Freedman sees the future of LAs – as per the 2016 white paper – as ensuring that every child has a school place, ensuring the needs of vulnerable children are met, and acting as champions for all parents and families, and – quite reasonably – proposes greater powers for LAs to ensure they can actually fulfil these objectives.

There are some proposals made in the paper that I would fully support:

  • Setting a transparent framework of expectations for MATs and giving the regulator powers to intervene, close or merge MATs for either financial/compliance reasons or educational reasons, not only tied to Ofsted grades.
  • Ensuring that MATs take ownership of educational improvement and are not simply back-office consolidation bodies as is sometimes the case currently.
  • Giving local authorities the right of access to MAT data.
  • A single regulator for academies, ideally organised as an arm’s length body.

There are also some proposals that are less clear cut for me:

  • Giving LAs the power to direct a change in individual academy PANs and admissions policies. Let’s assume that we move to an “all-MAT” system with LA’s still retaining the statutory duty to ensure a place for every pupil. To ensure clear lines of accountability, it seems appropriate for these to be at MAT level not individual academy level: surely mechanisms can still be put in place for intervention at MAT level to ensure they play their part in the strategic place-planning of LAs, rather than micromanaging a MAT’s academies over the head of its trustee board?
  • Moving SEND and exclusions policy monitoring / appeals from ESFA to LAs. I agree that ESFA is an odd place for this to sit at the moment in terms of ensuring joined up working between the RSC offices, ESFA and the Local Authority. But moving this to LAs rather than to the DfE again seems to introduce dual lines of accountability for MATs; might it not be better for RSCs to be required to ensure MATs meet the LA’s planning needs?
  • Giving individual academies a mechanism to argue to ‘break free’ from a MAT, involving giving schools legal status independent from the MAT. I agree that there may be very good reasons for academies to want to move to another MAT if the MAT is not functioning well, however under an all-MAT system it seems that a more appropriate approach is to provide the regulator with powers to intervene at MAT level than to provide independent legal status to individual academies.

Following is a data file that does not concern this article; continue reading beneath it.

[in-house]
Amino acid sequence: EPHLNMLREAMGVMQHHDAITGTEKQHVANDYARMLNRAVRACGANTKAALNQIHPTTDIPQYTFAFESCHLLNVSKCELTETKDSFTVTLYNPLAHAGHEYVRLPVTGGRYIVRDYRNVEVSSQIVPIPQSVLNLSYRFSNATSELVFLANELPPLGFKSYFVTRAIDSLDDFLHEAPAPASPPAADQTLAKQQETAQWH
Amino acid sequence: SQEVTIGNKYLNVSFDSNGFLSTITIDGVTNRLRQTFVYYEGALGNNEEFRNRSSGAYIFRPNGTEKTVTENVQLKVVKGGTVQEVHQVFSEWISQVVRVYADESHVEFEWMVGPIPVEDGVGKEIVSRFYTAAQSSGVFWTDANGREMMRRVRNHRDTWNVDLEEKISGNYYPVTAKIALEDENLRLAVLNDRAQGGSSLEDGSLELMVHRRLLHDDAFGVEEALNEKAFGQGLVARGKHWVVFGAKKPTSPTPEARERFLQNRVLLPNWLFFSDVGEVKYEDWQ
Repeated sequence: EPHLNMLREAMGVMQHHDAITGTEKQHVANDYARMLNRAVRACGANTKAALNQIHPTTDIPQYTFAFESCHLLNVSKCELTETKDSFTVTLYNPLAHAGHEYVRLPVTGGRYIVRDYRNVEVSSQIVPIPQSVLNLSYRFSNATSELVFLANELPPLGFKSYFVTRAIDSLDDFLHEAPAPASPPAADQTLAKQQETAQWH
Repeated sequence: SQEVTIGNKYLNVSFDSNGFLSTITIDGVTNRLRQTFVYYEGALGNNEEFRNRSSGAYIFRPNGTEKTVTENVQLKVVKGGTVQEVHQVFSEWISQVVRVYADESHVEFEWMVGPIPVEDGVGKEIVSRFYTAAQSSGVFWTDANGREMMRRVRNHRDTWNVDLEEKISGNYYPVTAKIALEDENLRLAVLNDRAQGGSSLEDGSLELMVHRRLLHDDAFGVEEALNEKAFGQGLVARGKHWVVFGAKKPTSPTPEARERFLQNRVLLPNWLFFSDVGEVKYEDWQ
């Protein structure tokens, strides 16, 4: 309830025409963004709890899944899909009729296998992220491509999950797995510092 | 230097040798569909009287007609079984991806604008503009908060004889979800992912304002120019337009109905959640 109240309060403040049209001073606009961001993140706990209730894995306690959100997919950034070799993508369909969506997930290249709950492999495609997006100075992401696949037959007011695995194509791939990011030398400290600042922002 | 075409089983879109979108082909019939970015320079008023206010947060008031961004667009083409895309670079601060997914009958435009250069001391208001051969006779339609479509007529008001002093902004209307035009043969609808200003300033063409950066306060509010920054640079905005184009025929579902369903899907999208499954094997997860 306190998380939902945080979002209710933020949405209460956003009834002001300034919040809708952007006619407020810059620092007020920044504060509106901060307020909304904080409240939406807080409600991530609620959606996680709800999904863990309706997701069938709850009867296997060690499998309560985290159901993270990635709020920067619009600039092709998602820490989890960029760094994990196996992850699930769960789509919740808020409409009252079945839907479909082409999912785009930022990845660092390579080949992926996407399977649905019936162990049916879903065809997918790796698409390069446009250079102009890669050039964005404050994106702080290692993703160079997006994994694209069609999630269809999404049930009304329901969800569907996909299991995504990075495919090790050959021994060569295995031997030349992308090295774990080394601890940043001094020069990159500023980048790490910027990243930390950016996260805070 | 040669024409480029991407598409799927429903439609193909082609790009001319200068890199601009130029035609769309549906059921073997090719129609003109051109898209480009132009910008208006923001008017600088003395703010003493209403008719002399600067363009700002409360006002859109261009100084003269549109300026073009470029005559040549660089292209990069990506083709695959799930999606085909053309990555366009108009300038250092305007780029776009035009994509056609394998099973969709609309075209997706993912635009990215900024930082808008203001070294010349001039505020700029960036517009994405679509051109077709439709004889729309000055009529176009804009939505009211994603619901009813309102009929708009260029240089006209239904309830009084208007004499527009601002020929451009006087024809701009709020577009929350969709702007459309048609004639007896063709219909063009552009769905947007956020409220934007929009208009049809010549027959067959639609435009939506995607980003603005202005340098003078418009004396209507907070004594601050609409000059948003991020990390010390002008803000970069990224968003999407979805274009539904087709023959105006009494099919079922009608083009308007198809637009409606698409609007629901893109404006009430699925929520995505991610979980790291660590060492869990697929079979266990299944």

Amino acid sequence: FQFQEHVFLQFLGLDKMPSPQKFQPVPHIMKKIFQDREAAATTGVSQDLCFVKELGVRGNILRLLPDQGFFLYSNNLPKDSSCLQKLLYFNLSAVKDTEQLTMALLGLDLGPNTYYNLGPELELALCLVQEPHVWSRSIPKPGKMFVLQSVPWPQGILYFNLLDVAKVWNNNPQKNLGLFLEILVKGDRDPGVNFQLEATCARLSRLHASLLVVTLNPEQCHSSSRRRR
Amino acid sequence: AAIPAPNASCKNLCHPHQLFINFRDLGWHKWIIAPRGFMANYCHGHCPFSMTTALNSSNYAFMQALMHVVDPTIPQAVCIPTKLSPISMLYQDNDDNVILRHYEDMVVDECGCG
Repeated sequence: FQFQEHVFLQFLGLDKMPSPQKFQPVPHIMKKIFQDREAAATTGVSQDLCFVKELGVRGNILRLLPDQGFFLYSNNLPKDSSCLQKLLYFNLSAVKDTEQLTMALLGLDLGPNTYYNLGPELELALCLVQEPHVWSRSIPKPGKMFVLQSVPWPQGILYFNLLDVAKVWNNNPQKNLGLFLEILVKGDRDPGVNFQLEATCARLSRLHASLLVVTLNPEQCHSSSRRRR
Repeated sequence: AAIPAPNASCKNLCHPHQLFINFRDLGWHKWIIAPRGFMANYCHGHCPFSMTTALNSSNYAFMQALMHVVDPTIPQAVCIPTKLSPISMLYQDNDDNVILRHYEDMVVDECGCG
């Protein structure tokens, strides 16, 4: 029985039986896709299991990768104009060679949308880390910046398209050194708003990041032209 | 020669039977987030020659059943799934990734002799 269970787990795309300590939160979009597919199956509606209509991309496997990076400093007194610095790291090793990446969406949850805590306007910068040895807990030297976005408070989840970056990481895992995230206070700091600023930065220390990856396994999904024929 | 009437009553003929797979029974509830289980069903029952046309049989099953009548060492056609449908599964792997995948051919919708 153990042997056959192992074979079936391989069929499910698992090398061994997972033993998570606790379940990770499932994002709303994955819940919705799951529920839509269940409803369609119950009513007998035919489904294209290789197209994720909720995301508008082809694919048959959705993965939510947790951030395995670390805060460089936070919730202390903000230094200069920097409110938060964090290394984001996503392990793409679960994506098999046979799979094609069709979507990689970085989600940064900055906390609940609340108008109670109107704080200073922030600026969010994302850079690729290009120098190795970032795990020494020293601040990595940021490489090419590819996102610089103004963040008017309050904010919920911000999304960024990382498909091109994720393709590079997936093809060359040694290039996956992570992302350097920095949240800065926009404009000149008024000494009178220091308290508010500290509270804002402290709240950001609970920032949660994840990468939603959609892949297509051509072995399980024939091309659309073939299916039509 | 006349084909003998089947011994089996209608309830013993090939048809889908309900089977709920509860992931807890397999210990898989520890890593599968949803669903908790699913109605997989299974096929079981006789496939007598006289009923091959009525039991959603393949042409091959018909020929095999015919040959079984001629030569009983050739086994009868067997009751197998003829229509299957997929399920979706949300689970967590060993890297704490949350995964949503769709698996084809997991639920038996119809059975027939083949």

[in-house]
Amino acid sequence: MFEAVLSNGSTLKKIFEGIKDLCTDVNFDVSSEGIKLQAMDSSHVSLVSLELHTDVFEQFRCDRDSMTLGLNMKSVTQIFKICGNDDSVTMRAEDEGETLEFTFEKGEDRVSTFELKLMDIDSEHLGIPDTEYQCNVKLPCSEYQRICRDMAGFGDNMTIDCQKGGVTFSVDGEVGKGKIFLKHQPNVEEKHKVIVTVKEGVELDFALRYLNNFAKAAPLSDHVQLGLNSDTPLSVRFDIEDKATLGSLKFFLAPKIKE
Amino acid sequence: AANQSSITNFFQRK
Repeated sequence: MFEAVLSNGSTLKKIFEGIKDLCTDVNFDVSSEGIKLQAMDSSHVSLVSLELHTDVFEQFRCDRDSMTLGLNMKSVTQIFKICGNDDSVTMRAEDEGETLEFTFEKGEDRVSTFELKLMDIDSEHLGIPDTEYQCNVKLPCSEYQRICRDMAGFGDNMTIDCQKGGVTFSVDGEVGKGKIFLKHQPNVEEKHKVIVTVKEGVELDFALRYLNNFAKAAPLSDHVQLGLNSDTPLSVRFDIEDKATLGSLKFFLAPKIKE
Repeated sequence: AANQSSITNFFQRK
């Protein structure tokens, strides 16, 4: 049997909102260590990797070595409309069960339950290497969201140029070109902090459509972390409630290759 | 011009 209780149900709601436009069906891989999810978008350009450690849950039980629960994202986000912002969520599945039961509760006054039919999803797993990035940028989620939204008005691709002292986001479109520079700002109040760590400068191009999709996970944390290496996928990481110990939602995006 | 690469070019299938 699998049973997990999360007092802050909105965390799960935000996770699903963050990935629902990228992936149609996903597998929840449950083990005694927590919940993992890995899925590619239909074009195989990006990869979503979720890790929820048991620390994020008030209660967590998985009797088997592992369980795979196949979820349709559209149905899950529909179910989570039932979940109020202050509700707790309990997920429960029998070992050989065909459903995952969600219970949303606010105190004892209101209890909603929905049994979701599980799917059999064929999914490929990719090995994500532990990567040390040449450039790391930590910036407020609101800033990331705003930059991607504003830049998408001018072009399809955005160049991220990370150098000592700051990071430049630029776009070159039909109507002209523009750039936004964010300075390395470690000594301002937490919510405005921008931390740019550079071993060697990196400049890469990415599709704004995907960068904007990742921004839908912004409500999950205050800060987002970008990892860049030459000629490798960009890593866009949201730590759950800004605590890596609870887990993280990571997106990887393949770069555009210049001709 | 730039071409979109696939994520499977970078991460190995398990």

There is an important question of democratic control, which I believe is required to balance some of these suggestions. In particular: who gets to appoint trustees (and members) of an academy trust, and what geographical area is it reasonable for a MAT to cover? On the first point, in the early days of academisation, academies needed to have some staff trustees, some (elected) parent trustees and a trustee appointed by the Local Authority. The Secretary of State was empowered to change the composition under specific conditions laid out in the academy’s funding agreement / articles of association. Government views on this composition has changed over time, with parent trustees going out of and then back into fashion, while staff trustees are definitely out of fashion at the moment. Local Authorities no longer get to appoint trustees at all in recent model articles. The situation locally will vary from trust to trust, depending on when their articles were approved — differences that cannot be justified, in my view. I would suggest that trusts articles are updated and that the ability (though not the requirement) for local authorities and the DfE (via RSC offices) to appoint trustees is included in the new model. This would provide LAs and the DfE direct information on trusts, rather than having to rely on existing trust boards to provide accurate information, in addition to providing a powerful mechanism for spreading best practice across trusts.

There is a huge opportunity for development of the schools sector in England. I look forward to publication of the white paper!

Appendix: Minor Quibbles

It’s probably worth pointing out a couple of very minor inaccuracies in the Institute for Government report: